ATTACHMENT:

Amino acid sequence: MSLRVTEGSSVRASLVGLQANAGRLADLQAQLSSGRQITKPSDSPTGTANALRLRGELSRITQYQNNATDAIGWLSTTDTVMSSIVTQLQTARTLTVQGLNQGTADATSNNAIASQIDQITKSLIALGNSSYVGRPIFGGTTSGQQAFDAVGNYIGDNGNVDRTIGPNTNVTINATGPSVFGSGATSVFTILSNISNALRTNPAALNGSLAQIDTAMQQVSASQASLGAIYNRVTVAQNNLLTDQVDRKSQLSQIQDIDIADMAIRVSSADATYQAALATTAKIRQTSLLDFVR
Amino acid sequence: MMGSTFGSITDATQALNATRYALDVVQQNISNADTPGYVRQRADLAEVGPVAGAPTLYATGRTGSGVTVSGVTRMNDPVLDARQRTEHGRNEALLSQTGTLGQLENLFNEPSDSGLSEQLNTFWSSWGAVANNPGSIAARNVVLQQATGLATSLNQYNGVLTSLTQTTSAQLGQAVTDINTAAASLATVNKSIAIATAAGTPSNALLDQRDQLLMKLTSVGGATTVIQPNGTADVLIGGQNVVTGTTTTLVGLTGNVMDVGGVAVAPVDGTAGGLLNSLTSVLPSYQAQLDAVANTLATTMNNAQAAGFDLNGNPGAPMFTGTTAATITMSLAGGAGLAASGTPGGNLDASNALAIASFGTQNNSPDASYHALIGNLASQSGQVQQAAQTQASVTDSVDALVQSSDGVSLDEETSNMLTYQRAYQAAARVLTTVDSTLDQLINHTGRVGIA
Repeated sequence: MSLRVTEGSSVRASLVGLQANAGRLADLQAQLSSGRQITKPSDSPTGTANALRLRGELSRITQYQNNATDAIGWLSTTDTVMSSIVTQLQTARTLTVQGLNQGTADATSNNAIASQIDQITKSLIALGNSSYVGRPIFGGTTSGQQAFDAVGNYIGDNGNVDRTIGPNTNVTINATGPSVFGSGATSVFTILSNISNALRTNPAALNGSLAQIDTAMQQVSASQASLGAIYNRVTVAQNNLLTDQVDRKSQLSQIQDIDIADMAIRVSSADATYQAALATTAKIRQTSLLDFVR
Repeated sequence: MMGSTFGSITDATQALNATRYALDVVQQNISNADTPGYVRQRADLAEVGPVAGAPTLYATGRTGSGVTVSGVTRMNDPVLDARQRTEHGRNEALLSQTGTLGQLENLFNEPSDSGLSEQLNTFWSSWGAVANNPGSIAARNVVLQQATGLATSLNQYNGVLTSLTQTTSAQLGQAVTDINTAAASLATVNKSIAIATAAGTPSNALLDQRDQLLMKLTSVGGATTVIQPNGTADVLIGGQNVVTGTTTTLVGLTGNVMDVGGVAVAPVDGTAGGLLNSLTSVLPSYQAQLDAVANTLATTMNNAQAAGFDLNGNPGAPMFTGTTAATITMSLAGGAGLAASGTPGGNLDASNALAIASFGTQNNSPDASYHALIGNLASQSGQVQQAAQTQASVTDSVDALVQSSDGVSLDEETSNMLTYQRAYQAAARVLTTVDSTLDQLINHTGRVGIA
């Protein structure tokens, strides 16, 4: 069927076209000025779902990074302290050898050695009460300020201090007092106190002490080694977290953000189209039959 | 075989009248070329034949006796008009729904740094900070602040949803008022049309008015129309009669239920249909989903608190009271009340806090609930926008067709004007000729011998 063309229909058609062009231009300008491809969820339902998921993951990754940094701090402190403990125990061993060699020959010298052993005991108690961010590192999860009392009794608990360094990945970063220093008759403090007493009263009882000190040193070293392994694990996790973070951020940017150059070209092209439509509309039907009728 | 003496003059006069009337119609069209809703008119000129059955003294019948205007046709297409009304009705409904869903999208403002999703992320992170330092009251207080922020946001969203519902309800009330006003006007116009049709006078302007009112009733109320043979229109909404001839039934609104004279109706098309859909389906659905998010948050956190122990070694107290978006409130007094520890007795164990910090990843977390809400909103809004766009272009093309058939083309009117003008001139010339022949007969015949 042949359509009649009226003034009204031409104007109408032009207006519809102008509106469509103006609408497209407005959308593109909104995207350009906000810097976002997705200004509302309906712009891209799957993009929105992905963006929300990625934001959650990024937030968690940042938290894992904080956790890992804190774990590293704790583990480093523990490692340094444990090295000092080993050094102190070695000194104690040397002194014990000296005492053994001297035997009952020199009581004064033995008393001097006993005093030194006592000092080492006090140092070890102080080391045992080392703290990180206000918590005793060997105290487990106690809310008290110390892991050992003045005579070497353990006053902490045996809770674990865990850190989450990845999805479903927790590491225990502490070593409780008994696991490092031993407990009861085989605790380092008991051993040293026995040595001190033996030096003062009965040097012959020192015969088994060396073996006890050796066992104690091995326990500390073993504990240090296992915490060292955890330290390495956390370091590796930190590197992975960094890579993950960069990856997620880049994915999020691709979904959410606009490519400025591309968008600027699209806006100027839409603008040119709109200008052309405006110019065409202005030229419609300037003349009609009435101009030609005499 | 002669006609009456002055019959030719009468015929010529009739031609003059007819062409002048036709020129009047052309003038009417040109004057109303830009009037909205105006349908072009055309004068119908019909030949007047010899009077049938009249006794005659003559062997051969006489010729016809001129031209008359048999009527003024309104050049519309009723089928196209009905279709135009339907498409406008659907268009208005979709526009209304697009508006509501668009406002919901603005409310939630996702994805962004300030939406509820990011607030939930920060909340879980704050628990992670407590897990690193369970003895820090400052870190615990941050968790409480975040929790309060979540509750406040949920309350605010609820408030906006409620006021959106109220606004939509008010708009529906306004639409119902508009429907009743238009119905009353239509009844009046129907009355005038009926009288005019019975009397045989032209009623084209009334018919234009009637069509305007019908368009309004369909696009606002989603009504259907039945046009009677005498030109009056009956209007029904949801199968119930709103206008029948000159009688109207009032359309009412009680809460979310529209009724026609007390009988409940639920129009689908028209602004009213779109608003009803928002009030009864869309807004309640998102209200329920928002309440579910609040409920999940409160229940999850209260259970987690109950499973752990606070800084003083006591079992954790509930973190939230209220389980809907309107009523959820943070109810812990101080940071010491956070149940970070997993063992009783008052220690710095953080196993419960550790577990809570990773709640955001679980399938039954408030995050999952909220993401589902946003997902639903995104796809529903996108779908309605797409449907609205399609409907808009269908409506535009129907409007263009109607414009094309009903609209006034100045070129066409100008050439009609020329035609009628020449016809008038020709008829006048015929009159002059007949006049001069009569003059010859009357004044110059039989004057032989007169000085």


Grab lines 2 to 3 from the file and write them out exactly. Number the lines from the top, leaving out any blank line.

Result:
Amino acid sequence: MMGSTFGSITDATQALNATRYALDVVQQNISNADTPGYVRQRADLAEVGPVAGAPTLYATGRTGSGVTVSGVTRMNDPVLDARQRTEHGRNEALLSQTGTLGQLENLFNEPSDSGLSEQLNTFWSSWGAVANNPGSIAARNVVLQQATGLATSLNQYNGVLTSLTQTTSAQLGQAVTDINTAAASLATVNKSIAIATAAGTPSNALLDQRDQLLMKLTSVGGATTVIQPNGTADVLIGGQNVVTGTTTTLVGLTGNVMDVGGVAVAPVDGTAGGLLNSLTSVLPSYQAQLDAVANTLATTMNNAQAAGFDLNGNPGAPMFTGTTAATITMSLAGGAGLAASGTPGGNLDASNALAIASFGTQNNSPDASYHALIGNLASQSGQVQQAAQTQASVTDSVDALVQSSDGVSLDEETSNMLTYQRAYQAAARVLTTVDSTLDQLINHTGRVGIA
Repeated sequence: MSLRVTEGSSVRASLVGLQANAGRLADLQAQLSSGRQITKPSDSPTGTANALRLRGELSRITQYQNNATDAIGWLSTTDTVMSSIVTQLQTARTLTVQGLNQGTADATSNNAIASQIDQITKSLIALGNSSYVGRPIFGGTTSGQQAFDAVGNYIGDNGNVDRTIGPNTNVTINATGPSVFGSGATSVFTILSNISNALRTNPAALNGSLAQIDTAMQQVSASQASLGAIYNRVTVAQNNLLTDQVDRKSQLSQIQDIDIADMAIRVSSADATYQAALATTAKIRQTSLLDFVR